And I got two ant bites on my right hand. Seriously.

Meditating in the vegetable garden

Still, although the creatures are out to terrorize me, the time in the garden rejuvenates my energy. A friend asked me recently if I meditate. I laughed—with the constant shuttling of kids to activities, writing projects, and garden work, when would I meditate? Then, as I weeded the garden Saturday prior to the yellow jacket incident, I realized I do meditate, just not traditionally. Gardening soothes my soul. The repetitiveness in sowing seeds, the therapeutic pulling of weeds, the pleasure in tying up enormous tomato plants that I started from tiny seeds—it’s my form of meditation. After a session in the garden, my mind clears, my attitude improves, and I find a burst of creative energy mingled with all the sweat.

(Of course, my meditation was short lived on Sunday, my Zen-like state interrupted by some rude words and pain.)

So, now that both my blog and arm are back in action, let’s catch up, shall we? My “beautiful edible project” kicked off this spring with...

Heirloom peas

...gorgeous heirloom peas...

Containers filled with edibles

...containers filled with flowers and herbs...

Heirloom radishes harvested from the kitchen garden

...a rainbow of radishes...

Nasturtiums make gorgeous companion plants

...companion planting combinations to add beauty and pest control.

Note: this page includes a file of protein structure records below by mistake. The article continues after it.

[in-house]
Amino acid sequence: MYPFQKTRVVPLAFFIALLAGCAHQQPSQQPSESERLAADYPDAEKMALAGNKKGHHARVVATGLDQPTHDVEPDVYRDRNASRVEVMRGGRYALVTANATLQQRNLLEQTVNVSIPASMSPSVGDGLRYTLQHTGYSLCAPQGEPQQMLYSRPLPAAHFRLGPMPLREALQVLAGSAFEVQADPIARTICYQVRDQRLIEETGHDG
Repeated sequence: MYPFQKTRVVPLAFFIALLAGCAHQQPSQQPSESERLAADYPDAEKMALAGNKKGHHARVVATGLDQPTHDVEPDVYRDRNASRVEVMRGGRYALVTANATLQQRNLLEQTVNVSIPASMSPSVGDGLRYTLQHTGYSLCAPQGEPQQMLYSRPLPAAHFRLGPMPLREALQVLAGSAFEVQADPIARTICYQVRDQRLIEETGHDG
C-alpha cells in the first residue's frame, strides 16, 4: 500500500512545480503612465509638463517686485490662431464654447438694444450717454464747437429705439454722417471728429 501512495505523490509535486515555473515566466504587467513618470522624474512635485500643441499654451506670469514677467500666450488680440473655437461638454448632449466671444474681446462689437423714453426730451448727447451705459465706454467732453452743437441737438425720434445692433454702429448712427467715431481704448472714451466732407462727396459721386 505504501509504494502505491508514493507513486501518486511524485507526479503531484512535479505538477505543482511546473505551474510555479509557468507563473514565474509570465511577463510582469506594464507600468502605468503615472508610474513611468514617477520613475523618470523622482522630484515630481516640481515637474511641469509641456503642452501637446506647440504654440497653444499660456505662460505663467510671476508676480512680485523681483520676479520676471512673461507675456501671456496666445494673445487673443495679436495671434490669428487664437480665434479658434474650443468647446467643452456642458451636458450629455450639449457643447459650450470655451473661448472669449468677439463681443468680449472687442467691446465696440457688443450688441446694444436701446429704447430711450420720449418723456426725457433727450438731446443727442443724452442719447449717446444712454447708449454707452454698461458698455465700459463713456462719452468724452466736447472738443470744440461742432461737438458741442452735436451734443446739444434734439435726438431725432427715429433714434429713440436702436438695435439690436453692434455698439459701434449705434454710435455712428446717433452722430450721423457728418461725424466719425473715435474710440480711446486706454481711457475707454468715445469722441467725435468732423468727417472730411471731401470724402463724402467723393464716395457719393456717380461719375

There’s so much to share with you—I’m trialing lots of new plants that look great (so far) for small spaces, plus I’ve selected new-to-me heirlooms that will add a gorgeous show to the garden—and yumminess to the dinner plate. I’m also excited to share some of our upcoming travels with you—we’re heading to Malta and Switzerland soon to visit family but with garden touring on the itinerary, and the Garden Bloggers Fling will be coming up in July. So much happening!!

I’m also excited to share that I’m writing for So, if you’re looking for vacation ideas, check out this fabulous website. The writers all travel throughout the world and share their best tips and destinations. I shared my favorite secluded beaches for the best snorkeling in Turks and Caicos here.

Gardens, kids, travel, and hopefully some new exciting projects (fingers crossed!) are keeping me hopping. What’s new with you? Catch me up! I’d love to know what you’re growing this year. Anything new to you? Are you adding anything to create your own beautiful edible garden? If you’d like to share, post a photo on my Garden Delights Facebook page or on Instagram and tag it #beautifulediblegardenproject so we can see!

I’ve missed you, friends. I hope you’ve been enjoying a lovely spring.



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tagged under: edibles, seeds, garden, Gardening, Growing gardens, vegetable gardening, heirloom vegetables, Organic gardening, organic foods, beautiful edibles, edible landscapes, edible frontyard